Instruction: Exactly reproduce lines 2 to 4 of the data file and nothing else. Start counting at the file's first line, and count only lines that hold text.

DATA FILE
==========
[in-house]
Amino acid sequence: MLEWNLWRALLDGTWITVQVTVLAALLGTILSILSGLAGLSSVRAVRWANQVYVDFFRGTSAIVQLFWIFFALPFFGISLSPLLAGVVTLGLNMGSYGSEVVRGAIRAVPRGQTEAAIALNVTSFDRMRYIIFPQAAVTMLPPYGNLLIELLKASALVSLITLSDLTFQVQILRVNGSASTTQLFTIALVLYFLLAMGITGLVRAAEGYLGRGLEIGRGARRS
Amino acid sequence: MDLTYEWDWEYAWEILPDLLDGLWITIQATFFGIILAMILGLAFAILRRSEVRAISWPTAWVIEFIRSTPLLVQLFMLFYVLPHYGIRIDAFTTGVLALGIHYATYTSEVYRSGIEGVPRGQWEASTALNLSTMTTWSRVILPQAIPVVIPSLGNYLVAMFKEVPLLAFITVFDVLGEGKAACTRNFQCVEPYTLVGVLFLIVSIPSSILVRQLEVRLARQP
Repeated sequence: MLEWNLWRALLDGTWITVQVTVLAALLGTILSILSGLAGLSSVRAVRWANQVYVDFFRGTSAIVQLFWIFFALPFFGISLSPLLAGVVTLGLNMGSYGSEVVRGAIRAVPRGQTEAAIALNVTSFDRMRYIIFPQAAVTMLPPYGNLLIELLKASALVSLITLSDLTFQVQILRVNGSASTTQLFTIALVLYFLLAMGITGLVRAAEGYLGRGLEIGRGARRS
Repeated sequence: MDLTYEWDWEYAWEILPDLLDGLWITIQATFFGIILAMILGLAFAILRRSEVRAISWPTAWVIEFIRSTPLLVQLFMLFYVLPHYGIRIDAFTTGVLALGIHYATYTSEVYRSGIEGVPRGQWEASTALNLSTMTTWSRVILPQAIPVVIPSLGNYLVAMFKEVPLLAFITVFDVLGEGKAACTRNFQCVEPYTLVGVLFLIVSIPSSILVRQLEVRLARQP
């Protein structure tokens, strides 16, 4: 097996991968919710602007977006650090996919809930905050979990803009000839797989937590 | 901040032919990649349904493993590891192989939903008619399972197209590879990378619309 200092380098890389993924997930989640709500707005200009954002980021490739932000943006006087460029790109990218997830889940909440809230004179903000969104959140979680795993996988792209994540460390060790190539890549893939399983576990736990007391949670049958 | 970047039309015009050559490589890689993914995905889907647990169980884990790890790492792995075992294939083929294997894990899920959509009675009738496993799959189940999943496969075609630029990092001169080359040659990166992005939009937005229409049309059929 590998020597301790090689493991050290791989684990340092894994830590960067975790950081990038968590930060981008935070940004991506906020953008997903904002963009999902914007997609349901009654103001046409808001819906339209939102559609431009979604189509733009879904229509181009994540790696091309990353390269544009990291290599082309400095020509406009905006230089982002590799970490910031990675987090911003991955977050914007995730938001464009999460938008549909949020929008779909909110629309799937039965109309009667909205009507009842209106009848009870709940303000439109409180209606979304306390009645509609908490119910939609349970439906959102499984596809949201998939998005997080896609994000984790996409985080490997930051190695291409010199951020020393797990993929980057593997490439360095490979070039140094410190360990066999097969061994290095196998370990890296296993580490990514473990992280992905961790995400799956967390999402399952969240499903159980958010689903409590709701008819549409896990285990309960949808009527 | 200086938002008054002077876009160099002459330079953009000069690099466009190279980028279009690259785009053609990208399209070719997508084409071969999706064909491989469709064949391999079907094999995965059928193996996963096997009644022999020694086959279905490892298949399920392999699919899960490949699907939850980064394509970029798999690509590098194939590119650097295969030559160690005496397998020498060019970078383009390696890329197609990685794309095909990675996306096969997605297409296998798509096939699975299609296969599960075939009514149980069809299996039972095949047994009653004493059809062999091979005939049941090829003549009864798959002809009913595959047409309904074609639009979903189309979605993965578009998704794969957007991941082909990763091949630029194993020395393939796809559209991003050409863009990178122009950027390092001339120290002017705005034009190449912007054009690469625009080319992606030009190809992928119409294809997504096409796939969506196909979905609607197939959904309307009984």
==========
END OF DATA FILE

Amino acid sequence: MLEWNLWRALLDGTWITVQVTVLAALLGTILSILSGLAGLSSVRAVRWANQVYVDFFRGTSAIVQLFWIFFALPFFGISLSPLLAGVVTLGLNMGSYGSEVVRGAIRAVPRGQTEAAIALNVTSFDRMRYIIFPQAAVTMLPPYGNLLIELLKASALVSLITLSDLTFQVQILRVNGSASTTQLFTIALVLYFLLAMGITGLVRAAEGYLGRGLEIGRGARRS
Amino acid sequence: MDLTYEWDWEYAWEILPDLLDGLWITIQATFFGIILAMILGLAFAILRRSEVRAISWPTAWVIEFIRSTPLLVQLFMLFYVLPHYGIRIDAFTTGVLALGIHYATYTSEVYRSGIEGVPRGQWEASTALNLSTMTTWSRVILPQAIPVVIPSLGNYLVAMFKEVPLLAFITVFDVLGEGKAACTRNFQCVEPYTLVGVLFLIVSIPSSILVRQLEVRLARQP
Repeated sequence: MLEWNLWRALLDGTWITVQVTVLAALLGTILSILSGLAGLSSVRAVRWANQVYVDFFRGTSAIVQLFWIFFALPFFGISLSPLLAGVVTLGLNMGSYGSEVVRGAIRAVPRGQTEAAIALNVTSFDRMRYIIFPQAAVTMLPPYGNLLIELLKASALVSLITLSDLTFQVQILRVNGSASTTQLFTIALVLYFLLAMGITGLVRAAEGYLGRGLEIGRGARRS